- Family history of stroke and heart disease
- High blood pressure
- High cholesterol
- Physical inactivity
Certain medical conditions, such as atrial fibrillation, carotid artery disease, and sickle cell disease, can also increase the risk of stroke. Additionally, lifestyle factors such as heavy alcohol consumption and drug use can increase the risk of stroke.
It is crucial for individuals who are at a higher risk of stroke to take steps to manage their risk factors. This may involve lifestyle changes such as quitting smoking, maintaining a healthy weight, and exercising regularly. Medications may also be prescribed to manage conditions such as high blood pressure or high cholesterol.
What Are The Different Types of Strokes?
Ischemic strokes and hemorrhagic strokes are the two main types of strokes. Ischemic strokes are the most common type, accounting for approximately 87% of all strokes. They occur when a blood clot forms in a blood vessel in the brain or elsewhere in the body and travels to the brain, where it becomes lodged in a smaller blood vessel and blocks blood flow. This can result in a lack of oxygen and nutrients to the affected area of the brain, leading to cell death and brain damage.
Hemorrhagic strokes, on the other hand, occur when a blood vessel in the brain ruptures and causes bleeding. This bleeding can lead to increased pressure within the brain, which can damage brain tissue and cause symptoms such as headaches, nausea, vomiting, and confusion.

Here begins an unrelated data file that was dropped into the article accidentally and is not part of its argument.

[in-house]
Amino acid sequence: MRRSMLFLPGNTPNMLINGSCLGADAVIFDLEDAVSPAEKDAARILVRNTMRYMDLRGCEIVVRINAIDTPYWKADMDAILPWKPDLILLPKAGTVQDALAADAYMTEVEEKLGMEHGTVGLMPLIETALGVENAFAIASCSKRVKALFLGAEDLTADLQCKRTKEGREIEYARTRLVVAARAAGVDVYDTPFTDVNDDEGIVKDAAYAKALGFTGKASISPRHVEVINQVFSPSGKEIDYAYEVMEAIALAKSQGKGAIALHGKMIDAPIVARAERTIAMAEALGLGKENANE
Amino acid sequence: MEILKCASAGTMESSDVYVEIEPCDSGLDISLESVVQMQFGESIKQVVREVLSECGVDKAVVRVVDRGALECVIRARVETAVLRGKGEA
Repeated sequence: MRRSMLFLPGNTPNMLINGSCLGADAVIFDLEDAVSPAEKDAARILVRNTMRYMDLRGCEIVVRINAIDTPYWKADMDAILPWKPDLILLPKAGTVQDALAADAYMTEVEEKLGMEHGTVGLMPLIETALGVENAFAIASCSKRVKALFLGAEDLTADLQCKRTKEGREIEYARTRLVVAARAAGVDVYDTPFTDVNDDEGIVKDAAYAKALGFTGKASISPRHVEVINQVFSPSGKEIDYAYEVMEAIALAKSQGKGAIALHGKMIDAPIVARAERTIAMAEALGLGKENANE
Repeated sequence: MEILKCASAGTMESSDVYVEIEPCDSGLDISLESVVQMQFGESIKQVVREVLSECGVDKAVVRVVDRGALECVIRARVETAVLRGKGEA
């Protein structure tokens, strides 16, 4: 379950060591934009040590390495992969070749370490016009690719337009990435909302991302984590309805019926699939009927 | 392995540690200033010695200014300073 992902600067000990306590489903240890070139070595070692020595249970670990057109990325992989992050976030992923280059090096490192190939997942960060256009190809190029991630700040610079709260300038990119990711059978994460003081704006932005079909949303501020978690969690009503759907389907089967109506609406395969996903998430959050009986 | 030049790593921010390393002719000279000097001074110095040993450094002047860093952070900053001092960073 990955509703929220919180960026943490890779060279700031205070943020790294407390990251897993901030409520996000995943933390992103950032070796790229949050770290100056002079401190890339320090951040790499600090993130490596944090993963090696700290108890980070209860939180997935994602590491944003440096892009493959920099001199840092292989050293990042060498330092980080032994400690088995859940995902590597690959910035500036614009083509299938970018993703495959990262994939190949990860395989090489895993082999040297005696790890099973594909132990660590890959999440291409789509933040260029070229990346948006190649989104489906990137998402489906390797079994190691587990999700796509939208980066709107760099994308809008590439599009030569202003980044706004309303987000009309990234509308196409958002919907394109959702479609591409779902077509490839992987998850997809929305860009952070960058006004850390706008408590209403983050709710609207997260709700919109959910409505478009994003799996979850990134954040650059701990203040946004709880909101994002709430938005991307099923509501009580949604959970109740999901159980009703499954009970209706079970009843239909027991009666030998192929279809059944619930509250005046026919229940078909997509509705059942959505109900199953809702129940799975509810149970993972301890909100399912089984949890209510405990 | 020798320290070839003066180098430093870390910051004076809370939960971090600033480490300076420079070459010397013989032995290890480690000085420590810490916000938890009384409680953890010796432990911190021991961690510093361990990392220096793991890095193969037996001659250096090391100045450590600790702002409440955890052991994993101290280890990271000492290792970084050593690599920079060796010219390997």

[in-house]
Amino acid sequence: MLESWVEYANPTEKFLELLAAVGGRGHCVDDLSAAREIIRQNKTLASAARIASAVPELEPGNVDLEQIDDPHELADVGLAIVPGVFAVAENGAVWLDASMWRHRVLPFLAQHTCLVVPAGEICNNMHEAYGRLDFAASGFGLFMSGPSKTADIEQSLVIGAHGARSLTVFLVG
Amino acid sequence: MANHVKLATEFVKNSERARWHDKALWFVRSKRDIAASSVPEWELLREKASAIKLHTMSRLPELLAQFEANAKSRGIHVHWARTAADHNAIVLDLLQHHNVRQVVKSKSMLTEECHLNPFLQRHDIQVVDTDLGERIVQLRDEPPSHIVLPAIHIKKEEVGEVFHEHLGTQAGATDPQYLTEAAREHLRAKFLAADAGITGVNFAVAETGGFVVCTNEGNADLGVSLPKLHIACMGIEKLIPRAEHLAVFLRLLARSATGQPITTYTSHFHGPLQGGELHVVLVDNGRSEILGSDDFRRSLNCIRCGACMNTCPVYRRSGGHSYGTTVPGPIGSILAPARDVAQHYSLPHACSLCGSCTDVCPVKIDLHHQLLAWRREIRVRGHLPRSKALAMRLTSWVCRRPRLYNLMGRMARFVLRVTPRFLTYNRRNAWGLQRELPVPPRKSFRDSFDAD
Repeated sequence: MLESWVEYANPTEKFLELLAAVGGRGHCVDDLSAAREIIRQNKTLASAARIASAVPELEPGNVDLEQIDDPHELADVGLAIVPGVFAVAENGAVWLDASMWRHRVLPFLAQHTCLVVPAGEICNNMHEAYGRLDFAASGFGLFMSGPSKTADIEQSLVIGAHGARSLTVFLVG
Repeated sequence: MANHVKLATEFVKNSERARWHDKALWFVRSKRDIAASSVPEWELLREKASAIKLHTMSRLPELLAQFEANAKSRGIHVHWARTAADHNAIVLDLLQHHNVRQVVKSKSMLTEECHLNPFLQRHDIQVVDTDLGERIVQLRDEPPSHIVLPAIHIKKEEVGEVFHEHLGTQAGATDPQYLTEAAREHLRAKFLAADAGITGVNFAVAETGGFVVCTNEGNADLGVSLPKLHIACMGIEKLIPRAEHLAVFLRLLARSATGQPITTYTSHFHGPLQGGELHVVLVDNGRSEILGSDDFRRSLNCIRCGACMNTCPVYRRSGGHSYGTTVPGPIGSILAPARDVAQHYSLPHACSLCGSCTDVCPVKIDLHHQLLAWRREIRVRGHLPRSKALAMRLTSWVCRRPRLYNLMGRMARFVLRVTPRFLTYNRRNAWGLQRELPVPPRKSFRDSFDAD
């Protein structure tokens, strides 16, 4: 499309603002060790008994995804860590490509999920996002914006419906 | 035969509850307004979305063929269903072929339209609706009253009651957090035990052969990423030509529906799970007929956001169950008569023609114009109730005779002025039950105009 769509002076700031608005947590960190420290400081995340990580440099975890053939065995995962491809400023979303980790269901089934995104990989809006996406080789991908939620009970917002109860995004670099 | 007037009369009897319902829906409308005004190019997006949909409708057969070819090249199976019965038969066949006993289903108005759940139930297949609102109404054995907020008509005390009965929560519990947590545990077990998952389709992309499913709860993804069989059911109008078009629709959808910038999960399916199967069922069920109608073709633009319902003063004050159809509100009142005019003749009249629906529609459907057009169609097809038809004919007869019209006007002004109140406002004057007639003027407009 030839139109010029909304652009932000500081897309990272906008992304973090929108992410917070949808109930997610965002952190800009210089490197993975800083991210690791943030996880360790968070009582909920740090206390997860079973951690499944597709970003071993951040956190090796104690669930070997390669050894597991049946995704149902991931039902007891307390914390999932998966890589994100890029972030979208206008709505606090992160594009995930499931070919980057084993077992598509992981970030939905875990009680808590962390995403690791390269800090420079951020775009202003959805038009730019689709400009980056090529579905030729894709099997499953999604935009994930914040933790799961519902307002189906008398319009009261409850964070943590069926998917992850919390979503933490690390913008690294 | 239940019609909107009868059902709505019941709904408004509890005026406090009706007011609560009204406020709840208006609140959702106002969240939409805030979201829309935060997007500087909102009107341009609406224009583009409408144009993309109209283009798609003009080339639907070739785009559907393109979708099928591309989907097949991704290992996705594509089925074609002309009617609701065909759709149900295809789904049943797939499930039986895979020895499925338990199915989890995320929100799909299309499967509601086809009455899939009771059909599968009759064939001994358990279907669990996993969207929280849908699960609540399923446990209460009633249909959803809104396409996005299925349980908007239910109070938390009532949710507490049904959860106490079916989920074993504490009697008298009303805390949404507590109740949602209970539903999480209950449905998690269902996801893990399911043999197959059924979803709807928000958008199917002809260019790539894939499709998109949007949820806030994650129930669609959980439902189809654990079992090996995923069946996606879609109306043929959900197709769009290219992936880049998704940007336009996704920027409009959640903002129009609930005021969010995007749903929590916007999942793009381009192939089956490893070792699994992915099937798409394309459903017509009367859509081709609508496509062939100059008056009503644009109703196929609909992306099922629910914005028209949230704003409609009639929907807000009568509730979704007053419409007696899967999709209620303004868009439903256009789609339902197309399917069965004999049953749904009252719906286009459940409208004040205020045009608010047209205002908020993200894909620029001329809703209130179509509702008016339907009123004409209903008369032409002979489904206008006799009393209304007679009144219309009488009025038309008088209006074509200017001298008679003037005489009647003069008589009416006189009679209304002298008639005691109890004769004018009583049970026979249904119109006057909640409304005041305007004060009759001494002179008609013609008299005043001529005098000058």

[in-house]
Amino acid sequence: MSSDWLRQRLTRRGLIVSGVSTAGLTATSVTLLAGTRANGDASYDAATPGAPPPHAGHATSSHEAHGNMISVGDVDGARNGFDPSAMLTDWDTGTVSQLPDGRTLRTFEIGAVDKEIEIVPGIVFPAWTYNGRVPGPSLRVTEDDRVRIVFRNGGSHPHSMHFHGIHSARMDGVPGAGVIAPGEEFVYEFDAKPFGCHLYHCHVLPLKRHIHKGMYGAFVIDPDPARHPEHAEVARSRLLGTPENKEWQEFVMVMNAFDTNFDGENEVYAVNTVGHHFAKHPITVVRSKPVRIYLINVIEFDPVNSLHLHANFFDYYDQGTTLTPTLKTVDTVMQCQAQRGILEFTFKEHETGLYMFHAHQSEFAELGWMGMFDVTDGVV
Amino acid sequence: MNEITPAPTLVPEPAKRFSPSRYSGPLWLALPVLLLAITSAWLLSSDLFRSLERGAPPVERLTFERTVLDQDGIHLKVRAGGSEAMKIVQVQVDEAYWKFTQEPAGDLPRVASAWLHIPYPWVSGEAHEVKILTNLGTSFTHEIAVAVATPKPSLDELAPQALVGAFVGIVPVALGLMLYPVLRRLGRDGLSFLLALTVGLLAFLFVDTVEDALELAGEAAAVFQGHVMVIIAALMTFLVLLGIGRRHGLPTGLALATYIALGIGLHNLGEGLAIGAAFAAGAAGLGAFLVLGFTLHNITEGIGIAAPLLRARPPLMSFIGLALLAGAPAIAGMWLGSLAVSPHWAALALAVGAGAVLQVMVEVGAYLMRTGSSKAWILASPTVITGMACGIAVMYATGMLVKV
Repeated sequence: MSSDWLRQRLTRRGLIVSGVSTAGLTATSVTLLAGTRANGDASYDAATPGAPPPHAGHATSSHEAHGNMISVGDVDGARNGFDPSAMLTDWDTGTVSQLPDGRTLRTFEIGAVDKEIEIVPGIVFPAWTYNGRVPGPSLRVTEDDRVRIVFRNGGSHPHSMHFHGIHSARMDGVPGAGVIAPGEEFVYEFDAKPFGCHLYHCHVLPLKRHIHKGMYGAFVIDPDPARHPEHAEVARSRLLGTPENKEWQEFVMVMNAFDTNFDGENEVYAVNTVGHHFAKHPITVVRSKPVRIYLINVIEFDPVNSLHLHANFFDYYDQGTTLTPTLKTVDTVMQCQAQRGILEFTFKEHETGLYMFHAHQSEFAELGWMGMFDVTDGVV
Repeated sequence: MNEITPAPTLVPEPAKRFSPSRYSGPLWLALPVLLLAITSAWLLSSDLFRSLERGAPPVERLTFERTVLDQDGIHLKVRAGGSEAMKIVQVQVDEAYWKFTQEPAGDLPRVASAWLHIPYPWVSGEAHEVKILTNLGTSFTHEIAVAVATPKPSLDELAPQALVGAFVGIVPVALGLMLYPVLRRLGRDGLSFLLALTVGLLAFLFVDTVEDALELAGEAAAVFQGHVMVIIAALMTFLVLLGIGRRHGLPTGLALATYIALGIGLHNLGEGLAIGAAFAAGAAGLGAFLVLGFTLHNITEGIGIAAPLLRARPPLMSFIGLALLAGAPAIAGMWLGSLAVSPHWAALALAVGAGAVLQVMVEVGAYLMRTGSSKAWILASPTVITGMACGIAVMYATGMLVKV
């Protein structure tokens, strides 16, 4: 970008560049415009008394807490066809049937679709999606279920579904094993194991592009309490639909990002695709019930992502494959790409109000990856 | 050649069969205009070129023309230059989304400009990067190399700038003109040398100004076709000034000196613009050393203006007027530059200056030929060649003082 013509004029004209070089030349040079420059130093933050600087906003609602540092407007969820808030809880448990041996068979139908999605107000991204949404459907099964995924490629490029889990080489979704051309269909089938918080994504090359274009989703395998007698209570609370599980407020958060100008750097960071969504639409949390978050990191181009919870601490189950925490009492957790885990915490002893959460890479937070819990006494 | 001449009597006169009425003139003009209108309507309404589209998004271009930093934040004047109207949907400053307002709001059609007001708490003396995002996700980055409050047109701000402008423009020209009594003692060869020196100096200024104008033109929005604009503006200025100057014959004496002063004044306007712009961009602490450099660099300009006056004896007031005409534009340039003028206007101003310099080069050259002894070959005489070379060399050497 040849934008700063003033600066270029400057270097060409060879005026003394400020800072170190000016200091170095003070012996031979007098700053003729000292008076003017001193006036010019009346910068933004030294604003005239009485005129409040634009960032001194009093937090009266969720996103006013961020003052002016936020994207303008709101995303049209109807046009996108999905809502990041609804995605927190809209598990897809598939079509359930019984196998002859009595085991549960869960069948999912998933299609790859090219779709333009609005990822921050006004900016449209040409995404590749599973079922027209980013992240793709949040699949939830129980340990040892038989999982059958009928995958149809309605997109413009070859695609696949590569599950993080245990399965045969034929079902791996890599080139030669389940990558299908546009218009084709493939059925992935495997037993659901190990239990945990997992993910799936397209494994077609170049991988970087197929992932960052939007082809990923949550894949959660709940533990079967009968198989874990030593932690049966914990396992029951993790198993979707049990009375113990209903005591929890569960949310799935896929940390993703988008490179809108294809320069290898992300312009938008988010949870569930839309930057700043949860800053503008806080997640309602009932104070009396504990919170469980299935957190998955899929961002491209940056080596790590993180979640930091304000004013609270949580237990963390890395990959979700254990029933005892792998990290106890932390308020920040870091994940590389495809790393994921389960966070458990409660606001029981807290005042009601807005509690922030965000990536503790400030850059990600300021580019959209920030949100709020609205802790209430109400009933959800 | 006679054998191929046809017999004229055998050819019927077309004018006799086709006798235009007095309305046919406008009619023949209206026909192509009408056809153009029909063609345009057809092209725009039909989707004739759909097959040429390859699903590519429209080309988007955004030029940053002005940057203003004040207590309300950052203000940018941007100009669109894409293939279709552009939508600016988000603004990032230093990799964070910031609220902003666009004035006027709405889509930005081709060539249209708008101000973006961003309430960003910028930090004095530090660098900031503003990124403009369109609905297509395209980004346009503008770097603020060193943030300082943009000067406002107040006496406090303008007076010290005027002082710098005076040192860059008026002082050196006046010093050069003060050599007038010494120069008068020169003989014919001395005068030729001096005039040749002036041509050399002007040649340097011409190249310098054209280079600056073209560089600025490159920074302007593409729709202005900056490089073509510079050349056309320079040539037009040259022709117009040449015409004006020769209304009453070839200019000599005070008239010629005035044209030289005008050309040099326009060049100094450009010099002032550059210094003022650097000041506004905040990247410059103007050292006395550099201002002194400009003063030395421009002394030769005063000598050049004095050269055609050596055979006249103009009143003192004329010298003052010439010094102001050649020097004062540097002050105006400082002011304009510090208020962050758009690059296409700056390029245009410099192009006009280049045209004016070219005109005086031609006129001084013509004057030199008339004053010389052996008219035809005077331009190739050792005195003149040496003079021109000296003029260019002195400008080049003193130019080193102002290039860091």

In addition to ischemic and hemorrhagic strokes, there is also the “mini-stroke,” also known as transient ischemic attacks (TIAs). TIAs occur when blood flow to the brain is temporarily interrupted, usually due to a blood clot, but the clot dissolves on its own before any permanent damage is done. While TIAs do not typically cause permanent damage, they are often a warning sign that a more serious stroke may be on the horizon.
What Are the Signs of a Stroke?
Recognizing a stroke’s symptoms and warning signs is crucial to receiving prompt medical attention and improving the chances of a positive outcome. The symptoms of a stroke can vary depending on the type of stroke, but there are some common signs to look out for.
In an ischemic stroke, the most common type of stroke, symptoms may include sudden weakness or numbness in the face, arm, or leg, usually on one side of the body. Other symptoms can include sudden confusion or trouble speaking, sudden trouble seeing in one or both eyes, sudden trouble walking, dizziness, loss of balance or coordination, and sudden severe headache with no known cause.
In a hemorrhagic stroke, symptoms may be similar to those of an ischemic stroke, but they may also include nausea and vomiting, neck pain, and sensitivity to light. In some cases, the person may also experience seizures or lose consciousness.
Transient ischemic attacks, or mini-strokes, may cause symptoms similar to those of a full-blown stroke, but they typically last only a few minutes to an hour and do not cause permanent damage. Symptoms of a T.I.A. may include sudden weakness or numbness in the face, arm, or leg, usually on one side of the body, sudden confusion or trouble speaking, sudden trouble seeing in one or both eyes, and sudden trouble walking, dizziness, or loss of balance or coordination.